How Would Buddha Organize Our Cutthroat Modern Economy? Clair Brown, a professor emeritus at UC Berkeley, taught economics for over 30 years. She often found that the students in her sprawling introductory classes had a hard time reconciling the dominant neoclassical model that she taught with the real world that they experienced from day to day. They wanted to know why there was so much emphasis on economic growth in the abstract, and so little discussion of issues like inequality and environmental degradation. Over the years, Brown herself had put a lot of thought into the same questions. coque iphone Brown is also a practicing Buddhist. And this year, she decided to offer a course in “Buddhist economics.” BillMoyers.com asked her to explain how Buddha would organize an economy. Below is a transcript of our discussion that’s been lightly edited for clarity. Joshua Holland: One of the materials you offer in your course is a book called “Buddhist Economics: A Middle Way for the Market Place”. It’s by Prayudh Payutto, a Thai practitioner, and he writes: “Economics is one science which most clearly integrates the concrete and the abstract. It is the realm in which abstract human values interact most palpably with the material world. If economists were to stop evading the issues of moral values, they would be in a better position to influence the world in a fundamental way. What would incorporating moral values into the realm of economics look like in practice? Clair Brown: I see Buddhist economics as having three legs. One is the capabilities and freedom approach of Amartya Sen, for which he won the Nobel Prize. And he’s a wonderfully deep thinker, in that he explains very carefully what’s wrong with the mainstream neoclassical model. He says that you absolutely have to be able to compare rich people and poor people and their wellbeing, and you absolutely have to care about inequality. He comes from India and his contribution is in development economics, so he says, “What do people get from the economy and from economic growth?” What they want is a better life. He developed an economic model that looks at how well people can live their lives, and that includes very basic things, like their health, their education, their integration into society. We care a lot about the distribution of income within a society. So he developed a model, for which he won the Nobel Prize, which has had an enormous impact. I see it as the cornerstone of how Buddha would teach economics to undergraduates, but we need to add two things. One is that Amartya Sen didn’t really spend a whole lot of time on sustainability, and there’s been a lot more work done on how we can incorporate sustainability into economics, and that’s called ecological economics. And that’s very important. Then we add one more thing — which is really important to Buddhists — that you relieve suffering. We make that the third leg. Holland: A big part of Sen’s philosophy of welfare economics was coming up with different ways to measure economic well-being. What measures would Buddhist economics employ? Brown: There have been a couple of approaches that have taken off from Sen’s work. Bhutan used one of them — it is a Buddhist country — creating the Bhutan Gross National Happiness Index. So they focused on how happy their people were. They went out and surveyed every single person in Bhutan and figured out what capabilities they had, what they didn’t have, and how good they felt about their lives. And then they came back and they said, “Okay, we now know that actually we have a lot of people who are suffering and need better lives.” Those were especially people in rural areas who were very, very poor. And they said, “So we’re going to now focus all of our economic growth on helping the people who are suffering the most and have the roughest lives. They need more education, they need more healthcare.” And in the cities, they found that people actually were getting education and healthcare. Some needed more, but the people in the cities that were unhappy were unhappy because they didn’t think their communities had enough infrastructure and support to function well. They wanted more balance in their lives between work and family and community. And so Bhutan said, “Okay, then we’re going to use our economic growth to work on that. We don’t think of economic growth as valuable, except to the extent that it can make people happier and relieve suffering.” And one of their criteria also was sustainability, and they said, “Actually, we need to work more on the sustainability part. We haven’t incorporated that part enough in our model.” Another way of thinking about measuring economic growth is ecological economics, which looks at the entire output of the economy in terms of its impact on the environment. But not just in one time period. This approach brings the potential negative impact on the environment for future generations back into your growth rate today, so that you have a total growth rate that incorporates what’s happening today — the positive and negative— and what’s happening over time. And that really does help us understand how much we are really benefiting right now from our economy’s growth. Holland: If, for example, I overfish my fisheries, ecological economics factors in how that’s going to damage my children’s economic outcomes. coque iphone Is that right? Brown: That’s right. And if you increase global warming because of your carbon emissions, you put that into the equation. Holland: I can imagine readers thinking, “This sounds like central planning.” Is that misunderstanding the kind of organization that Buddha would recommend? Brown: Well, Bhutan certainly has a very strong government. But they actually need to be. soldes coque iphone 2019 They really need to help the rural poor. What would Buddha say about that? He would start out by saying, you know, we’re all one. So anything that happens to one of us happens to all of us. coque iphone pas cher That’s really central. Then the next thing Buddha would say is that everything is impermanent. No matter what’s going on at any given time, it’s not permanent, so basically we should think about everyone’s well-being. And in the Payutto book you mentioned, he’s very strong on government. He comes back time and time again—a little bit too much for my liking—to talk about the role of government in his vision of Buddhist economics. So I think Buddhist economics definitely has a role for government, but it also challenges the individual to understand how they can live their life in a more meaningful way and a way that creates value for them and the people around them. Holland: Social democracy differs from socialism in that it sees the market as the most efficient means of distribution, but then it also embraces a strong social safety net and publicly financed ladders of upward mobility. What about the efficiency part of that equation? Is that missing in the Buddhist economic philosophy? Brown: Well, I think if you take Amartya Sen as your basic model, he would agree with everything you said about the role of government and the role of markets. Sen has a wonderful chapter in his book, Development as Freedom, that talks about why we need markets and what markets do. And then he quickly adds, but of course, you have to have the government take care of those externalities that are causing environmental problems. You need governments to absolutely ensure a really strong safety net. coque iphone pas cher Not to mention, you need governments to provide healthcare, education and all the things that we need to provide jointly. Holland: But does it fit into a modern, industrialized economy like ours? What would Buddha say about workplace conditions and labor relations? Would a Buddhist economy require a corporate model that’s different from the hierarchical one in which most of us in the United States work? Brown: I think that the main thing that you need to embrace is “right livelihood,” which is one of the cornerstones of Buddhist economics. That’s basically how you make a living and how you produce goods and services. And the number one rule there is that you harm no one. Now, that’s a pretty big order. coque iphone 8 That means that you have really strong enforcement of labor standards, not only at home, but abroad because of imports, and you would not allow companies or workers to harm each other or to be harmed. And so right livelihood is a very powerful mandate in Buddhist economics. And as some of my students said, “Wow, it sounds like it’d be impossible to do this. We just do so much harm all the time in our economy.” And it is a challenge. It’s a really big challenge, but that’s one of the things we need to think about: When am I harming others, and what can I do differently? Holland: Americans earn more, on average, than people in most European countries, but we also work about 30 percent more hours per year than they do. And we deal with more stress. What would Buddhist economists say about the balance between work and the rest of life? Brown: One of the reasons I got interested in Buddhist economics and wanted to teach this course — and I also wrote a book, called American Standards of Living — is that I was just appalled by the materialism in our culture, and how, with economic growth and people getting better and better off, we didn’t cut back on work, as people had predicted. We didn’t make life more balanced, we didn’t take time to be creative and spend time with our friends and build our communities. Instead, we just kept working harder and harder. And today, the materialistic culture, which is reinforced by the mainstream economic model, says, “Hey, you want to feel better? Make more money and go shopping”— it’s like you can never be satiated with this model. And it seems like that reflects American life. We want more and more, we consume more and more, and the other things in life that should be important to us—our families, our communities—are suffering from that. And of course, I think we’re suffering too from all the stress. So Buddhist economics would definitely say, “Hey, let’s step back, let’s focus on our wellbeing, and how we care for the environment and each other.” Joshua Holland is a senior digital producer for BillMoyers.com. He’s the author of The Fifteen Biggest Lies About the Economy (and Everything Else the Right Doesn’t Want You to Know about Taxes, Jobs and Corporate America) (Wiley: 2010), and host of Politics and Reality Radio. coque iphone soldes Follow him on Twitter or drop him an email at hollandj [at] moyersmedia [dot] com.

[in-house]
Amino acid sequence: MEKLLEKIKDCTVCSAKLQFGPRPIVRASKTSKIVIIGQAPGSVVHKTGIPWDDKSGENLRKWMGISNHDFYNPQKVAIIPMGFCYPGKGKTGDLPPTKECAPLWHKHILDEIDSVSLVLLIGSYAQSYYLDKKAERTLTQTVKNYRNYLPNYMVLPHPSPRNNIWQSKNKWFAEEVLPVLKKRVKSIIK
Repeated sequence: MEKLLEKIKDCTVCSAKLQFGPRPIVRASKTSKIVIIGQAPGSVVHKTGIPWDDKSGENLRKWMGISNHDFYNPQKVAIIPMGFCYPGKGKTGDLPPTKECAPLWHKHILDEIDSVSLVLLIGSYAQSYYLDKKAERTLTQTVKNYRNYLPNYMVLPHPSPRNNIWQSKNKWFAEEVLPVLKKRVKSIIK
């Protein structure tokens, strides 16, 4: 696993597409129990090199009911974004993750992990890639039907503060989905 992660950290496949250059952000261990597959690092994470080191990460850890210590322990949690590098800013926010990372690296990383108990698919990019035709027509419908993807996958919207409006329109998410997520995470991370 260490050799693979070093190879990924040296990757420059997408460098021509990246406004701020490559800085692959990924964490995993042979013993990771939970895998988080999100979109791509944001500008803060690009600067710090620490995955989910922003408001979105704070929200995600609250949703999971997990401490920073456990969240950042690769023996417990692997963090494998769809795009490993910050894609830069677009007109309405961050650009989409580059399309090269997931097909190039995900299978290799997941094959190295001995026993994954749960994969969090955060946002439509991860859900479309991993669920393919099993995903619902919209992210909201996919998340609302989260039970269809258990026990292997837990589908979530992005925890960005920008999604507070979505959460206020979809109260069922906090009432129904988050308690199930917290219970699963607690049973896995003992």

10 Reasons to Quit Your Job and Move to Costa Rica